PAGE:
Population-based, nonreferred samples of boys and girls with ADHD and WLD are of critical importance for increasing our understanding of the natural history of the comorbidity between ADHD and WLD. Sufficient attention has not been given to the epidemiological aspects of WLD without RD, partly because of the high rates of comorbidity between RD and WLD and the later onset of WLD without RD, compared with RD (data not shown). The core of this epidemiological study is the population-based birth cohort from which carefully defined, research-identified ADHD and WLD incident cases were drawn. This is the first epidemiological study to evaluate the comorbidity of ADHD and WLD in the general population. We found a strong association between WLD and ADHD; among children with ADHD, the cumulative incidences of WLD were 64.5% for boys and 57.0% for girls. In contrast, among children without ADHD, the cumulative incidences of WLD were 16.5% for boys and 9.4% for girls.
We reported previously that boys in this birth cohort were 2 to 3 times more likely than girls to have ADHD, RD, and WLD.17,18,23,28 In this study, however, we found that, among children with ADHD, the incidence of WLD was significantly higher for both boys and girls. For children with ADHD, the risks of WLD without RD were similar for boys and girls. However, the risk of WLD with RD was significantly higher for girls. Shaywitz et al32,33 demonstrated, by using functional MRI, that, during phonologic tasks, brain activation in male subjects is lateralized to the left inferior frontal gyrus. In female subjects, the pattern of activation is more diffuse, involving both the left and right inferior frontal gyri. This diffuse pattern may allow female subjects to compensate for deficits in phonologic processing that cannot be overcome in male subjects. This may explain the decreased incidence of phonologically based LDs (RD and WLD) among girls that we demonstrated previously.18,23 In contrast, our current data indicate that the presence of ADHD may affect adversely the ability of female subjects to compensate for deficits in phonologic processing.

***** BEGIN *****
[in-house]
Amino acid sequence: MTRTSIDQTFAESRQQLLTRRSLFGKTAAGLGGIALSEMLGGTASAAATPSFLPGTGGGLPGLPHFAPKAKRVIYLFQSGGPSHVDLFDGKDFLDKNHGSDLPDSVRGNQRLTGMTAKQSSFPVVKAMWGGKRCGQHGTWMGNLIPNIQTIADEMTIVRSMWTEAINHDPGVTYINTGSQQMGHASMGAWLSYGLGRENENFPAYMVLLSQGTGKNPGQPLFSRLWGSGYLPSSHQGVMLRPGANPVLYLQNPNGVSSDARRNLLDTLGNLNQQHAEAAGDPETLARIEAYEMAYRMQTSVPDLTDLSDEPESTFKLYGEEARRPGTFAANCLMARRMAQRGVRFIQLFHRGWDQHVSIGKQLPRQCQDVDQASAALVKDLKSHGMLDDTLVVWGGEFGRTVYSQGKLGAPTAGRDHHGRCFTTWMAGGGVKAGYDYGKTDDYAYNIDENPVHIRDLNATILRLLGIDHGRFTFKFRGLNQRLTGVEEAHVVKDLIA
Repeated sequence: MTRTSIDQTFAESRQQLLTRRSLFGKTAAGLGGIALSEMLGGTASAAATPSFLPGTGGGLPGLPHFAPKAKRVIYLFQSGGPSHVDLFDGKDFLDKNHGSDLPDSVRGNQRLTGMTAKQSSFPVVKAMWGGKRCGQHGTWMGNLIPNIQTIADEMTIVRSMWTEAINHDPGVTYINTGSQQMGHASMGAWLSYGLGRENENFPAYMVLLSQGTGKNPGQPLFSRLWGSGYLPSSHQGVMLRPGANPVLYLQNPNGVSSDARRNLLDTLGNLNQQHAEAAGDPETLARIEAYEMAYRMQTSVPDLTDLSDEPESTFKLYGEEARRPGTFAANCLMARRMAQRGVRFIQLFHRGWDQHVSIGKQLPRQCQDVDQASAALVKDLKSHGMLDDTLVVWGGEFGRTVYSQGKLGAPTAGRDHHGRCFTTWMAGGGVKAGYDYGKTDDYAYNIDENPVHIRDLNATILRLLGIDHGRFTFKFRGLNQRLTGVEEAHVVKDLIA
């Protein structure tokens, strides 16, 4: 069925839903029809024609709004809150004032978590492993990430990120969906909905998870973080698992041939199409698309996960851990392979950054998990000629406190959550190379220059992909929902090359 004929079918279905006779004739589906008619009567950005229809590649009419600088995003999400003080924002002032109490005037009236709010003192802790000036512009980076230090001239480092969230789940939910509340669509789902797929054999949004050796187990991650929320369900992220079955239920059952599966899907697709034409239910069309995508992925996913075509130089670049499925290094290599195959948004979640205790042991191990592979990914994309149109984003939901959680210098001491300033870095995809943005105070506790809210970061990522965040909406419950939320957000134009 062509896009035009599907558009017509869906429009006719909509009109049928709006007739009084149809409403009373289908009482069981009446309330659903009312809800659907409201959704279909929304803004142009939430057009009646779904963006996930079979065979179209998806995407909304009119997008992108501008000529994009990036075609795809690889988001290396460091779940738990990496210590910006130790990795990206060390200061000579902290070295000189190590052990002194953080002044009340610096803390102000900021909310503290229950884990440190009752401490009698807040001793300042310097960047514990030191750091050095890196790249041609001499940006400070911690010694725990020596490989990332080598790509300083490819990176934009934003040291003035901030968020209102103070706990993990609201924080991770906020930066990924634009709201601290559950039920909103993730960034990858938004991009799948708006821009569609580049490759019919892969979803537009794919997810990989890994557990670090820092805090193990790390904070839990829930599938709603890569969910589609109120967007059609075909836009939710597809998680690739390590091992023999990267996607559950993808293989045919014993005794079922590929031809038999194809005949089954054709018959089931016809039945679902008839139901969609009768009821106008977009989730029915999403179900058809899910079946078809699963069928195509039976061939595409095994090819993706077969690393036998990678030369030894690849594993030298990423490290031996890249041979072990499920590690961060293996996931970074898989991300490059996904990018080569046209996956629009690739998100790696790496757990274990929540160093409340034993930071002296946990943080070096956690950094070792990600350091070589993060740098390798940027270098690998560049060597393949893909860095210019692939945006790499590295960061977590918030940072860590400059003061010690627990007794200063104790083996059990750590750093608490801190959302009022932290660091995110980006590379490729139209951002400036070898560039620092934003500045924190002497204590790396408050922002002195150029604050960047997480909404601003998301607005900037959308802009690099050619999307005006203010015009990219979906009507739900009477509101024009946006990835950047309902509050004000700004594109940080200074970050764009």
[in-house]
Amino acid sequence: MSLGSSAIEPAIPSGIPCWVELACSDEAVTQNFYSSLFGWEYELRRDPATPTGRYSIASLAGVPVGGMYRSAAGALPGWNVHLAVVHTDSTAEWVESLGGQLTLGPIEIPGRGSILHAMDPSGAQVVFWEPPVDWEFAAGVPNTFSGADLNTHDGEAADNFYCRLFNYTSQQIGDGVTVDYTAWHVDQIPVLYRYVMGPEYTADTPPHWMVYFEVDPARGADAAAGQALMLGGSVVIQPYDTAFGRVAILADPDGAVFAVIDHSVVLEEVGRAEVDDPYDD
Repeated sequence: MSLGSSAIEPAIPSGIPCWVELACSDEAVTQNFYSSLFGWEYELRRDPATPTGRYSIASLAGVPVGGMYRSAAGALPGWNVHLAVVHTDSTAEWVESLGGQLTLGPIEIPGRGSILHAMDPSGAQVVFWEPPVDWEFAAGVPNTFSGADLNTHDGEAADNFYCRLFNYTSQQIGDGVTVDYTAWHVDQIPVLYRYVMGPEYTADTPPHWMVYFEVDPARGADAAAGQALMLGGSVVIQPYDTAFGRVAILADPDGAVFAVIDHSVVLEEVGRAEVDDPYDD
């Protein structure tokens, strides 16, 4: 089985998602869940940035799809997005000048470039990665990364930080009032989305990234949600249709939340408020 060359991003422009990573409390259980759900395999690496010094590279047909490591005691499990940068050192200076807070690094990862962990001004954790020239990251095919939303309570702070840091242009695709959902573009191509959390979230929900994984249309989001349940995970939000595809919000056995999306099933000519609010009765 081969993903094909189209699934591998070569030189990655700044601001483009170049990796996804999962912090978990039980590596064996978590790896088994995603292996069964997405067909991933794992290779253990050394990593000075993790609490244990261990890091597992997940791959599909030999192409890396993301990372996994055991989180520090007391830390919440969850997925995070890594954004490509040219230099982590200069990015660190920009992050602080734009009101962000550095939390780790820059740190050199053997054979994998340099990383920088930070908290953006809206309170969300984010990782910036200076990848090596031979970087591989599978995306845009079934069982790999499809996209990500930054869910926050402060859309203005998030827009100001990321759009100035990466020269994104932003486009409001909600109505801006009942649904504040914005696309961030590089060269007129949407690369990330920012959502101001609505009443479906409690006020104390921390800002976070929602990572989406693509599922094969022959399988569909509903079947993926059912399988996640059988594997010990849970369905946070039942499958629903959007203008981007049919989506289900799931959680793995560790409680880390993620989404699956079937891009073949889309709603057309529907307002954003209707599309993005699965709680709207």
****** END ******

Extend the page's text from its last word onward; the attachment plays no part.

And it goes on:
To understand better the associations between ADHD and WLD, we studied specific difficulties in writing skills (ie, grammar, punctuation, organization, spelling, and handwriting quality) (Figs 1 and 2). For both boys and girls with WLD with RD, the specific types of writing problems did not differ between children with or without ADHD. However, among boys with WLD without RD, the writing problems tended to be more complex for boys with ADHD. Re et al11 also identified difficulties in writing involving spelling and written language expression among children with ADHD but, in that small, school-based study, comorbid RD and gender differences were not evaluated. In another school-based study, Adi-Japha et al12 reported that spelling errors and writing deficits among children with ADHD without RD stemmed primarily from nonlinguistic deficits, such as impairments in kinematic motor production. Because the characteristics of writing ability are inherently complex,12,34 standardized measures of writing ability among children with ADHD are needed for better understanding of their specific handwriting difficulties.13